The Cinderella Movie and Fairytale Fashion

There’s already a buzz around the upcoming Cinderella movie as Disney fans can't wait to see the fairytale fashion come to life. Here's what you need to know about the costume design.

The Cinderella Movie and Fairytale Fashion

As the festive season approaches, the Frozen movie and its soundtrack is practically unavoidable. In its wake, Disney is returning to its romantic roots.
 
Next year sees the release of the live-action Cinderella movie, directed by Kenneth Branagh and promising a host of renowned actors.
 
The female-centric cast is already appealing to the new generation of audiences. The release of the trailer last week saw the video go viral within hours.
 
Like the blockbuster animated film before it, there’s an abundance of fairytale fashion to capture viewers’ imaginations. We take a look at some of the key pieces teased by the Cinderella trailer.

Cinderella Costume

(Image from Harper's Bazaar)
 
Oscar and BAFTA winning British costume designer Sandy Powell (Shakespeare in Love and The Young Victoria) has been enlisted to create the iconic fantasy garments. Though, this story is also a rags to riches tale.
 
She spoke to Vogue about dressing Lily James of Downton Abbey fame who plays the title character. Sandy Powell said, “I didn’t want her in rags, as she is often portrayed in the storybooks.”
 
She added, “What I gave her instead is a dress that starts out pretty and ends up looking faded, tired, and worn out.”
 
The simple blue dress also reflects the colour scheme often used in animation. It’s both a shadow of the magical gown that is seen later and a reflection of her innocence.

Lady Tremaine and The Sisters

(Image from The Gloss)
 
Costume designer, Sandy Powell described the overall aesthetic as, “A nineteenth-century period film made in the 1940s or ’50s.” She also added, “The bad guy is always the most fun to dress.”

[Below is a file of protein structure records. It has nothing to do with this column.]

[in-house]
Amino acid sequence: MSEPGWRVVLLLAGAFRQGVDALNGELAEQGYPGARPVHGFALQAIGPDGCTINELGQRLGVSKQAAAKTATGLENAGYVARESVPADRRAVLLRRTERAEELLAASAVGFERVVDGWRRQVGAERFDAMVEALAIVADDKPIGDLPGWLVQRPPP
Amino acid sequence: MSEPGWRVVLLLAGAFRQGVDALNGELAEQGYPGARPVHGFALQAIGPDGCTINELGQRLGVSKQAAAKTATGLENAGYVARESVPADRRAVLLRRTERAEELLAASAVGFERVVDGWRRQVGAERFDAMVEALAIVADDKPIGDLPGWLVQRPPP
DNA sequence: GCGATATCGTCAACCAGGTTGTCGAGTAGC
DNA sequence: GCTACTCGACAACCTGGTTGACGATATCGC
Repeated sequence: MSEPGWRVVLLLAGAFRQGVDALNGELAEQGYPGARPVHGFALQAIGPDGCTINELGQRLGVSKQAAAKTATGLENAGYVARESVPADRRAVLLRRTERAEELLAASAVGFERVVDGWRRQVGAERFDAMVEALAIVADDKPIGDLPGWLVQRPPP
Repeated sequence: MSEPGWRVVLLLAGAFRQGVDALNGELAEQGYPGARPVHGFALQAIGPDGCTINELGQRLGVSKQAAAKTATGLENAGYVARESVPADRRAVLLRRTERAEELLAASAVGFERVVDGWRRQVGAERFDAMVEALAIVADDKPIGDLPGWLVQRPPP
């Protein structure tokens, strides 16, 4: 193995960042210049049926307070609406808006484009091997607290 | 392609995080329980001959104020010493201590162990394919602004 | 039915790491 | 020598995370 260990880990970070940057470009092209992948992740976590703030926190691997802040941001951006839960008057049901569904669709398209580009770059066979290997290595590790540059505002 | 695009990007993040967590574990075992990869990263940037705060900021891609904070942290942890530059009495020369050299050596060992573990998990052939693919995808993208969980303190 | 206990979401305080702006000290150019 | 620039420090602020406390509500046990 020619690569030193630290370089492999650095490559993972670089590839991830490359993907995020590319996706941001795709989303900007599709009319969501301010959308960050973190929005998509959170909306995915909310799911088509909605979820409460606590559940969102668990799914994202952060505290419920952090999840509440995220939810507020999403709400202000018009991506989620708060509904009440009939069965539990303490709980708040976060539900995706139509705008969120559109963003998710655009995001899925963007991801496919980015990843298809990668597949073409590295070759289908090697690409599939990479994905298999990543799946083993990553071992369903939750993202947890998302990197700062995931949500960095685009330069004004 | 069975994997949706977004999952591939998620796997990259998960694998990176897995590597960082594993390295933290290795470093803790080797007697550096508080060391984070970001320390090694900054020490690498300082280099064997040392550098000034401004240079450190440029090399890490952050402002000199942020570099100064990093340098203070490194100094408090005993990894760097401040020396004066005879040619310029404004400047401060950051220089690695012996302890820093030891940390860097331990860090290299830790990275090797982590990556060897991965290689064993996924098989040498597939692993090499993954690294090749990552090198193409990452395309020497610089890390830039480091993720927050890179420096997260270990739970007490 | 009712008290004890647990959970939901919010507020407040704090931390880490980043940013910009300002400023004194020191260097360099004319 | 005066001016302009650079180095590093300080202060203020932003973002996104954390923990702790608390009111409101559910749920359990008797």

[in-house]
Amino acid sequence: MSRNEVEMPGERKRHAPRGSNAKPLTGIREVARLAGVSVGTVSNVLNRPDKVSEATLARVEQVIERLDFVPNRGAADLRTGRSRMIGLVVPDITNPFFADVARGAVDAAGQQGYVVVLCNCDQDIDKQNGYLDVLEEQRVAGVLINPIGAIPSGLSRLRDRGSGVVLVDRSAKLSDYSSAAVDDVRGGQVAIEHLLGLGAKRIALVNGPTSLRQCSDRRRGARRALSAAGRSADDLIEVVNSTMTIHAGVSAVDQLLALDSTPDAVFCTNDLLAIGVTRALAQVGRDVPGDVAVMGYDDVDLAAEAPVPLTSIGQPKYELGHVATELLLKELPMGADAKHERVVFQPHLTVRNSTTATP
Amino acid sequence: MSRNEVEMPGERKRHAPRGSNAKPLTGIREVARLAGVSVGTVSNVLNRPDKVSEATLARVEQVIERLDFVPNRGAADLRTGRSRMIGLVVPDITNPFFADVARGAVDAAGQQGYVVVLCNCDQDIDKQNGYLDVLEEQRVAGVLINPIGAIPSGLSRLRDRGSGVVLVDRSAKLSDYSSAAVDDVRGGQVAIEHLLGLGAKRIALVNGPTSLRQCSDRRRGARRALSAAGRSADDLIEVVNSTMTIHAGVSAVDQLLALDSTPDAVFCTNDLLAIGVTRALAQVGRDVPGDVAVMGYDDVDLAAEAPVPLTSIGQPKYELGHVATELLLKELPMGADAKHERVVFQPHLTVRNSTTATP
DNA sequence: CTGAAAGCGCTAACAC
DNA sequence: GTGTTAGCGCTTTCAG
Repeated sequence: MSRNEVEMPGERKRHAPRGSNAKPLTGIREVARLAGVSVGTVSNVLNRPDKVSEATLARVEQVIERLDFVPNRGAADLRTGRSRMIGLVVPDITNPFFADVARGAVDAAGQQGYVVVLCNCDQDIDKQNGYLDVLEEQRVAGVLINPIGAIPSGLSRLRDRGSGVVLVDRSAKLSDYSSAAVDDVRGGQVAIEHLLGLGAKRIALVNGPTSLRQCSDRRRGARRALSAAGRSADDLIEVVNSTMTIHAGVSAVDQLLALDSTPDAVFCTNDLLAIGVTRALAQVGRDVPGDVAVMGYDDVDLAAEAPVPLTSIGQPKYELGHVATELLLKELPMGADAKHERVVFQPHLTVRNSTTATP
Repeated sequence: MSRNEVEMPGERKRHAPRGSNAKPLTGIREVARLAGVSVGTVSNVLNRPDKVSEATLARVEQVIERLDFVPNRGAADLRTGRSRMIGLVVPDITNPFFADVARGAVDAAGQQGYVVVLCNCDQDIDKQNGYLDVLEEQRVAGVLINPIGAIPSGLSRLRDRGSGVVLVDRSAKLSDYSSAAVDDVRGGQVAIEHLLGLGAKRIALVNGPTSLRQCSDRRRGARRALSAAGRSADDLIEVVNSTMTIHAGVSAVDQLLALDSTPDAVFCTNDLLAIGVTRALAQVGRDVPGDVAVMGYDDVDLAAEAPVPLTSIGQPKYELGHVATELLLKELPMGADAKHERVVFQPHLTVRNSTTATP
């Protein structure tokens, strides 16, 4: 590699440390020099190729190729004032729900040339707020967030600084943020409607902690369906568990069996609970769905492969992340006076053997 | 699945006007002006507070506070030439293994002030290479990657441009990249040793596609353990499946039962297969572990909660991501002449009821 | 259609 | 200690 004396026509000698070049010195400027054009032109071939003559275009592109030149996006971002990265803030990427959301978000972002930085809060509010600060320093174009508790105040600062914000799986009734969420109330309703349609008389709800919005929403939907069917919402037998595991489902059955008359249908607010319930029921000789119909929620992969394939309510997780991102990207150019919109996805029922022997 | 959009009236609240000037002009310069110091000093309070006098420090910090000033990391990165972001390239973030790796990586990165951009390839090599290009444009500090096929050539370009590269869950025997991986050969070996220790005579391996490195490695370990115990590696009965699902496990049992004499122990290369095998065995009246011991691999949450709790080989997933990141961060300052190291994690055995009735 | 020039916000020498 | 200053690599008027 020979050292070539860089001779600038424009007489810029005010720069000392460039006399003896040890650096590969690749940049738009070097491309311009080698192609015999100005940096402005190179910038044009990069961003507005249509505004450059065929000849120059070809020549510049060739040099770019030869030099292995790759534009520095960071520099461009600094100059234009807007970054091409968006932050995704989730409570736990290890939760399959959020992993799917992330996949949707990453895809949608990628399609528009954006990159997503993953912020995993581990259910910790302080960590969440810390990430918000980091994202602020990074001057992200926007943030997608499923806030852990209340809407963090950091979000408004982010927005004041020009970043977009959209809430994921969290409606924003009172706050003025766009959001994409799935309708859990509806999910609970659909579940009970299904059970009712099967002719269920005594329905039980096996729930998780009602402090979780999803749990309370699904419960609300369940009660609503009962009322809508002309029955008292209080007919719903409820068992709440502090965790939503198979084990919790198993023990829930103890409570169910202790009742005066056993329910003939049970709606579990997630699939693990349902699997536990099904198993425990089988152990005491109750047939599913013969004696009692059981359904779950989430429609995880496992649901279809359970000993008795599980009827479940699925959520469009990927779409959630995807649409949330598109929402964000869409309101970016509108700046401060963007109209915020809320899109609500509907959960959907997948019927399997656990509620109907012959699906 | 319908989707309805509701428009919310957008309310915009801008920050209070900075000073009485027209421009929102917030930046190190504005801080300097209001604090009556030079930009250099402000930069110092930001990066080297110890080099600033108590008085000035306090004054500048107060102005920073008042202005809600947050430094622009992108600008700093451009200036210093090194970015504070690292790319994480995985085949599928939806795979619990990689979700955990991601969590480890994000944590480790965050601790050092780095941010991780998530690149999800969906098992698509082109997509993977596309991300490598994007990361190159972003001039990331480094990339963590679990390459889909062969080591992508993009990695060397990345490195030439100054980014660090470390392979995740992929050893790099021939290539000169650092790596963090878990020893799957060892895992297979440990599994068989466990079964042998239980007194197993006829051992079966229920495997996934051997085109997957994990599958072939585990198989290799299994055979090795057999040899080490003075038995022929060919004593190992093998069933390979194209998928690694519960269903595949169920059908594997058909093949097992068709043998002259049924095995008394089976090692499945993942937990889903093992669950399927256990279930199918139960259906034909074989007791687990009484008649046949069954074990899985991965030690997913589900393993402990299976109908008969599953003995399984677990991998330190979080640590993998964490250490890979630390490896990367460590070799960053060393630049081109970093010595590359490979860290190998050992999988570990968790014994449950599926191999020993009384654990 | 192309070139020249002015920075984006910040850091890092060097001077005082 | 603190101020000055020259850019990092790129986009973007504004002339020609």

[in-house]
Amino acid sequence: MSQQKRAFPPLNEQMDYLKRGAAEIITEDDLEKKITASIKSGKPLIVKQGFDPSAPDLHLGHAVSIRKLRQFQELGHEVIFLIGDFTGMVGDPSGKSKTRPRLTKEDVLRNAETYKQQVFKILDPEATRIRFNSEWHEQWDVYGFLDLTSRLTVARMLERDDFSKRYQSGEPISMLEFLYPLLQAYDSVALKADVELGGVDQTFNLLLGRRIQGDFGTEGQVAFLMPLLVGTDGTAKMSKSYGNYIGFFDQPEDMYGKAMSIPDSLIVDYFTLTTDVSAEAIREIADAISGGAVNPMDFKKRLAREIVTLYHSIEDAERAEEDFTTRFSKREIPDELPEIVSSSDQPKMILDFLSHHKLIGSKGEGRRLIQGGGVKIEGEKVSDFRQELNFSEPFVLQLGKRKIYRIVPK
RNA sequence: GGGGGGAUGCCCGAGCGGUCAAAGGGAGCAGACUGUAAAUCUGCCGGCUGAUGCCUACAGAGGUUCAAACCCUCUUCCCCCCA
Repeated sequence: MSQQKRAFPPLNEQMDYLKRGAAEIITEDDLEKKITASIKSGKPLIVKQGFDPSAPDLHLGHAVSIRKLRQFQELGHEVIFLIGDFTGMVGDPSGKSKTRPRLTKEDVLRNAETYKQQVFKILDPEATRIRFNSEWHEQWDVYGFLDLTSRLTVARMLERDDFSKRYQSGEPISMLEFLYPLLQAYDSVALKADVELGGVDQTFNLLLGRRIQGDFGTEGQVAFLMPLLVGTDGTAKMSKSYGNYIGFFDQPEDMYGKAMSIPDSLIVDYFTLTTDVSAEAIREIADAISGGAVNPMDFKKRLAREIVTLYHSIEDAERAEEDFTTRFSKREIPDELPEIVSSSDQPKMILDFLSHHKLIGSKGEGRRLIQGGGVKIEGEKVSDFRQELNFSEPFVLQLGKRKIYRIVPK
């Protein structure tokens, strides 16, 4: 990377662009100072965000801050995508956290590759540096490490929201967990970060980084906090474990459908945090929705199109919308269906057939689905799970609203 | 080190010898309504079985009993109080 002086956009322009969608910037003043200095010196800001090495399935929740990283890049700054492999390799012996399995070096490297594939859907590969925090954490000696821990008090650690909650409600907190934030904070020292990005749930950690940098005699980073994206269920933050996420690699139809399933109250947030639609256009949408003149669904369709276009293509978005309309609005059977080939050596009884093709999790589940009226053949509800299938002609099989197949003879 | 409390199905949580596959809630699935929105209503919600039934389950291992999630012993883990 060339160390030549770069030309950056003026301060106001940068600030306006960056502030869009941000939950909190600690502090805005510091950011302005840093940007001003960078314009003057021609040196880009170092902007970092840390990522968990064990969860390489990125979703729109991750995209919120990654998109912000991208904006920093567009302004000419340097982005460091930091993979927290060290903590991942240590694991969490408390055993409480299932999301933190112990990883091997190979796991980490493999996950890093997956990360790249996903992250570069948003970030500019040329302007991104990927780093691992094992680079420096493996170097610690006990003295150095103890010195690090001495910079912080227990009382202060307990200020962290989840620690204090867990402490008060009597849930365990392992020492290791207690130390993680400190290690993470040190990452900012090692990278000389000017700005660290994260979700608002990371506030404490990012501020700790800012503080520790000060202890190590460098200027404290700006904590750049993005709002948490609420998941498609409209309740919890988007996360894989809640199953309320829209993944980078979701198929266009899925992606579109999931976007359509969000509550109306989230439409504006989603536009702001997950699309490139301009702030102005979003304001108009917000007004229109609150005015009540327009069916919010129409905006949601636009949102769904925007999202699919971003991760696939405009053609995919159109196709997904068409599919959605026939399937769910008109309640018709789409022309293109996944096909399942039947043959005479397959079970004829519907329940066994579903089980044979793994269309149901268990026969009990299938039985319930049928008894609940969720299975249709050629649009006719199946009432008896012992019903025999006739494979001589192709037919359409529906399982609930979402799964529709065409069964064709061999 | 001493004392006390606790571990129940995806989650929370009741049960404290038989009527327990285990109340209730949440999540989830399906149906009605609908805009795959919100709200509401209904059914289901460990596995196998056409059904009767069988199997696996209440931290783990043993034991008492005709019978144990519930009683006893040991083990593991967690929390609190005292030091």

In the role of the antagonist is the wicked step-mother, Lady Tremaine who is played by Cate Blanchett. Her beauty is juxtaposed with the tyranny we expect of this cruel character.
 
She is often shrouded in green and black by extravagant yet constricting garments. These portray her self-indulgence and inflexible villainy.
 
The other obstacles to Cinderella's happiness are her step-sisters. Sandy Powell said, “They are meant to be totally ridiculous on the outside—a bit too much and overdone—and ugly on the inside.”
 
You can see this in both their makeup and ball-gowns which are in brash colours with too many embellishments. Again this demonstrates their gluttony and inner-corruption.

Fairy Godmother Costume

(Image from Cosmopolitan)
 
Another British actress joins the fold as Helena Bonham Carter appears as the eccentric Fairy Godmother. She too goes through a transformation from aged woman to overblown opulence.
 
It’s as if she starts as a darker version of the illustrated fairy godmother or even akin to the old hag who tempts Snow White with an apple. Then she becomes a fay queen denoting Cinderella’s claim to power.
 
The white ball-gown and ruff of the neckline portray the Fairy Godmother as regal and beyond reproach. Yet, her whimsical nature, light-hearted attitude and wings make her both magical and a friend.

Cinderella Gown

(Image from Mashable)
 
Again the dream Cinderella ball-gown gives a hearty nod to Disney’s original 1950 film. The hue and shape are unmistakable. In reality, the details make the dress even more aspirational.
 
The layers of material, iridescent fabric and sparkles create those classic moments (twirling and descending stairs anyone?). Whereas, the addition of butterflies to the neckline nod to her amazing metamorphoses. Not to mention, that enviable waistline.
 
The film’s costuming then teamed up with Swarovski to create those glass slippers. The completed look is set to inspire another generation.
 
Now with over 11 million views, enjoy the Cinderella trailer that got everyone talking before the film’s release in March 2015.

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(Main image from Clothes On Film)